Latest UN climate report is usual lying sack of — well, you know

Latest UN climate report is usual lying sack of — well, you know

Our group [of independent scientists], called the Nongovernmental International Panel on Climate Change (NIPCC), was founded in 2003 by a distinguished atmospheric physicist, S. Fred Singer, and has produced five hefty reports to date, the latest being released today (March 31).

So how do the IPCC and NIPCC reports differ? The final draft of the IPCC’s Summary for Policymakers identifies eight “reasons for concern” which media reports say will remain the focus of the final report. The NIPCC reports address each point too, also summarizing their authors’ positions in Summaries for Policymakers. This provides a convenient way to compare and contrast the reports’ findings. …

IPCC: “Risk of death, injury, and disrupted livelihoods in low-lying coastal zones and small island developing states, due to sea-level rise, coastal flooding, and storm surges.”

NIPCC: “Flood frequency and severity in many areas of the world were higher historically during the Little Ice Age and other cool eras than during the twentieth century. Climate change ranks well below other contributors, such as dikes and levee construction, to increased flooding.” …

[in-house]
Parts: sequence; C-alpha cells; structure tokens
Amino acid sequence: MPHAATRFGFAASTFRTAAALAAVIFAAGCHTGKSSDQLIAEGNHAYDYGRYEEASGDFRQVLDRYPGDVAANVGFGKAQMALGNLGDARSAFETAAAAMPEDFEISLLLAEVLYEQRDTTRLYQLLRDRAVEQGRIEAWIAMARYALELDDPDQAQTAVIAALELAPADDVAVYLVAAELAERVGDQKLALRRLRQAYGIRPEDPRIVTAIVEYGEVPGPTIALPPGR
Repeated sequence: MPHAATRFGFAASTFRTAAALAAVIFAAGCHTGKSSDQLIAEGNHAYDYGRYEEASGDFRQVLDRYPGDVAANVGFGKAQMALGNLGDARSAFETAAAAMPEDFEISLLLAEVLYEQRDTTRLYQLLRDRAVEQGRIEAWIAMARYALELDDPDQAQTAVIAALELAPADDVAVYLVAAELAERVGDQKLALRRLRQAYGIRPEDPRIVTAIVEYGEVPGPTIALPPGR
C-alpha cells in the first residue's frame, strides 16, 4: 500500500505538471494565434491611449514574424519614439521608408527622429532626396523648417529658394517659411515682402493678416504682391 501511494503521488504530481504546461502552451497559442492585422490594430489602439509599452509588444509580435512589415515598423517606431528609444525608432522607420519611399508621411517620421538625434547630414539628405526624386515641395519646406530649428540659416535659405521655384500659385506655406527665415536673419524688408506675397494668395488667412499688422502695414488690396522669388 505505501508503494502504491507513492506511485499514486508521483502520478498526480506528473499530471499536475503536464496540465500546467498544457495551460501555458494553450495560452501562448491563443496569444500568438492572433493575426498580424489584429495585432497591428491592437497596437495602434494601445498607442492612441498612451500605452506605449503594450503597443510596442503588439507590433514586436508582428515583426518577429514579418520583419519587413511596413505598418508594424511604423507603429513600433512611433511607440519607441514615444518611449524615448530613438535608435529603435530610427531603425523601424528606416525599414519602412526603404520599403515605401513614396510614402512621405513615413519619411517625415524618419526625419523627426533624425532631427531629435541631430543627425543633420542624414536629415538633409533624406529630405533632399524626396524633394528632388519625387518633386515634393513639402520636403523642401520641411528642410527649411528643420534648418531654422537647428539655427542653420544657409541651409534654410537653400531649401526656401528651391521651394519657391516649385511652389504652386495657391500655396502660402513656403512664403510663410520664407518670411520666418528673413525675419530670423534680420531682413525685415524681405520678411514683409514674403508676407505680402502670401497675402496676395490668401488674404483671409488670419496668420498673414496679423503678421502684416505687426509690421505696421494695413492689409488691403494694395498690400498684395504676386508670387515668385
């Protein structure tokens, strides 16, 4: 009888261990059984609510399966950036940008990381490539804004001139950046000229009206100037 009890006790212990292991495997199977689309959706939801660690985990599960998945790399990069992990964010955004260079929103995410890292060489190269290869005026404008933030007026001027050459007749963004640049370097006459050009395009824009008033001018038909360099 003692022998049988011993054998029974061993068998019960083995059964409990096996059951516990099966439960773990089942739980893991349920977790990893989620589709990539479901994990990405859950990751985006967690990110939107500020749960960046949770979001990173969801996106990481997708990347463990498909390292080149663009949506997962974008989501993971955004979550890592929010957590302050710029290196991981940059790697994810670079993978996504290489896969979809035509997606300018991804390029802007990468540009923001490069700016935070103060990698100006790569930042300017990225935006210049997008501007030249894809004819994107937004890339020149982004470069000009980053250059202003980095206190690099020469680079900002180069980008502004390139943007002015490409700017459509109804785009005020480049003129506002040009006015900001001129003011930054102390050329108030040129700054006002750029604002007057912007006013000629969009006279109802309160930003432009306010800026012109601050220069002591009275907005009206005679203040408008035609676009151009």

IPCC: “Risk of severe harm for large urban populations due to inland flooding.”

NIPCC: “No changes in precipitation patterns, snow, monsoons, or river flows that might be considered harmful to human well-being or plants or wildlife have been observed that could be attributed to rising CO2 levels. What changes have been observed tend to be beneficial.” …

IPCC: “Systemic risks due to extreme [weather] events leading to breakdown of infrastructure networks and critical services.”

NIPCC: “There is no support for the model-based projection that precipitation in a warming world becomes more variable and intense. In fact, some observational data suggest just the opposite, and provide support for the proposition that precipitation responds more to cyclical variations in solar activity.”

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